MEPS 254:293-305 (2003)  -  doi:10.3354/meps254293

Regional, temporal and fine-scale spatial variation in Weddell seal diet at four coastal locations in east Antarctica

Samantha Lake1,2,3,*, Harry Burton1, John van den Hoff1

1Australian Antarctic Division, Channel Highway, Kingston 7050, Tasmania, Australia
2Institute of Antarctic and Southern Ocean Studies, School of Maths and Physics, University of Tasmania, GPO Box 252-80, Hobart 7001, Tasmania, Australia
3Antarctic Wildlife Research Unit, School of Zoology, University of Tasmania, GPO Box 252-05, Hobart 7001, Tasmania, Australia

ABSTRACT: This description of 905 scats from 4 locations in east Antarctica almost doubles the observations of Weddell seal diet reported to date. Regional, temporal and fine-scale spatial variation in diet was evaluated using both randomisation and parametric statistics. Even within the Vestfold Hills (68°33¹S, 78°15¹E) there were several different ecotypes. In the southern fjords the diet was benthic fish and prawns, whereas in the northern area the diet was dominated numerically by Pleuragramma antarcticum‹a species of pelagic schooling fish. Along the Mawson coast (68°00¹S, 63°00¹E) the diet was spatially homogeneous but varied over time. Squid Psychroteuthis glacialis was an important prey type for a short time in spring, and octopus was also abundant in the Mawson diet. As higher order predators, cephalopods represent another layer of complexity in the food web at Mawson. Both Vestfold Hills and Mawson seemed to be good foraging areas compared with Commonwealth Bay (67°00¹S, 142°30¹E) and Larsemann Hills (69°24¹S, 76°13¹E), where seals appeared to have eaten less during the summer haul-out period. This investigation described inshore diets using scats from coastal haul-out sites; it also showed that small crustaceae (mysids) were an important prey type, thus revealing the capacity for Weddell seals to join the krill-feeding communities north of the continental shelf. The variety in diet composition demonstrated both flexibility in the Weddell seals¹ foraging response and the range of different prey species available to Weddell seals over the Antarctic continental shelf and slope. In all but the most southerly area reported to date (McMurdo Sound), the seals take multiple prey species, which may minimise the coupling between Weddell seal population dynamics and the dynamics of their prey.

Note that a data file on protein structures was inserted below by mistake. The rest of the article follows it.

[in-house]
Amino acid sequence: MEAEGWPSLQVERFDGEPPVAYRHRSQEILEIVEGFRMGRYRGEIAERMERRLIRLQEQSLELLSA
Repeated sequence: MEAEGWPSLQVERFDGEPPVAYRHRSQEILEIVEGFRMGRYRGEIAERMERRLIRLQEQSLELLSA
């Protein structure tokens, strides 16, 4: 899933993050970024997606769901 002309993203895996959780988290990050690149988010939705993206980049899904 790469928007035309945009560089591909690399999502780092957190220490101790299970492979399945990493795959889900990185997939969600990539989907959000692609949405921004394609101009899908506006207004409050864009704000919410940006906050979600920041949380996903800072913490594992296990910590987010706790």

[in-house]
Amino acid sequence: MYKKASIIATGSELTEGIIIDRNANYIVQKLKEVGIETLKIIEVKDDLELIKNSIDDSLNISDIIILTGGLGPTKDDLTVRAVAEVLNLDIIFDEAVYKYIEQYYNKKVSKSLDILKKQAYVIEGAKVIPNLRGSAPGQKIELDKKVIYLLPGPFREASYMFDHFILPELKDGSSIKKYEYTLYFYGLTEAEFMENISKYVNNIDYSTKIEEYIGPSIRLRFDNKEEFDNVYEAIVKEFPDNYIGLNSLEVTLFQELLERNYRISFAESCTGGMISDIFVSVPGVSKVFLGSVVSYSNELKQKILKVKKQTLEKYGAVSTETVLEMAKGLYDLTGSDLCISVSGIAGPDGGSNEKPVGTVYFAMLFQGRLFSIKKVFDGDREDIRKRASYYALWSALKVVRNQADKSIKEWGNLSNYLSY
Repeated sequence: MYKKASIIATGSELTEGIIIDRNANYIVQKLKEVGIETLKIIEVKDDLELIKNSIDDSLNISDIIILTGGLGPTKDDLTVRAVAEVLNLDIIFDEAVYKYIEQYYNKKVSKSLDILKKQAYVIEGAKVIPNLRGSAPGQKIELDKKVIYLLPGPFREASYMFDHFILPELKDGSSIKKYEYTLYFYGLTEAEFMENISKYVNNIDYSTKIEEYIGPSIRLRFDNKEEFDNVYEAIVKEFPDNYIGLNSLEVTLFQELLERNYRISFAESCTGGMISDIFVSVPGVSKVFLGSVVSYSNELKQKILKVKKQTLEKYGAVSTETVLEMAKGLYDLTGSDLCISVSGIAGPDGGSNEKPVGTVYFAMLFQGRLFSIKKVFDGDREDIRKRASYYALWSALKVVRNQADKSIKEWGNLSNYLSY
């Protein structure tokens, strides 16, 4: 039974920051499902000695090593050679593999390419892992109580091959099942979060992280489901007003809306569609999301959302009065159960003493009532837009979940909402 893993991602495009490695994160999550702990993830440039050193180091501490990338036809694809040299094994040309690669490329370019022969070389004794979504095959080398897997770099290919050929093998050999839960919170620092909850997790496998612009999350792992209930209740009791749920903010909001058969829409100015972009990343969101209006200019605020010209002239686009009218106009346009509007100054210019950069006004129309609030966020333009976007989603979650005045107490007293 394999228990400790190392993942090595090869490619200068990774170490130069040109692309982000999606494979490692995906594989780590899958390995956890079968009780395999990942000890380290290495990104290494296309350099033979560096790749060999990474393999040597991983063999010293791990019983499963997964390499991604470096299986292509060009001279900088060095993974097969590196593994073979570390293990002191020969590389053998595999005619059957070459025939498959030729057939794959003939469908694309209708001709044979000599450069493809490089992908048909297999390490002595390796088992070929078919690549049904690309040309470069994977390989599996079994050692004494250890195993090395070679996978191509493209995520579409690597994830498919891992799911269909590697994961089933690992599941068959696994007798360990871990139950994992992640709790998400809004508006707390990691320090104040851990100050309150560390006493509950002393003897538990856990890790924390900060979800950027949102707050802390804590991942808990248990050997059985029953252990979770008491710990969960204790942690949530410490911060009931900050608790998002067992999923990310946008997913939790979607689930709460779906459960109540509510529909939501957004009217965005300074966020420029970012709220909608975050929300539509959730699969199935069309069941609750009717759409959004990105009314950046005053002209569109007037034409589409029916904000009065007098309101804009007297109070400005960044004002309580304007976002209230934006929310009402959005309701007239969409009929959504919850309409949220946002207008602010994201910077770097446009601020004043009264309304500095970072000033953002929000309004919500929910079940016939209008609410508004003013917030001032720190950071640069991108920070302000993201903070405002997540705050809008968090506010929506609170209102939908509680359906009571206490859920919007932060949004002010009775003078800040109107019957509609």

KEY WORDS: Diet · Variability · Weddell seal · Multivariate statistics · Antarctic · Chorismus · Trematomus · Pleuragramma · Psychroteuthis


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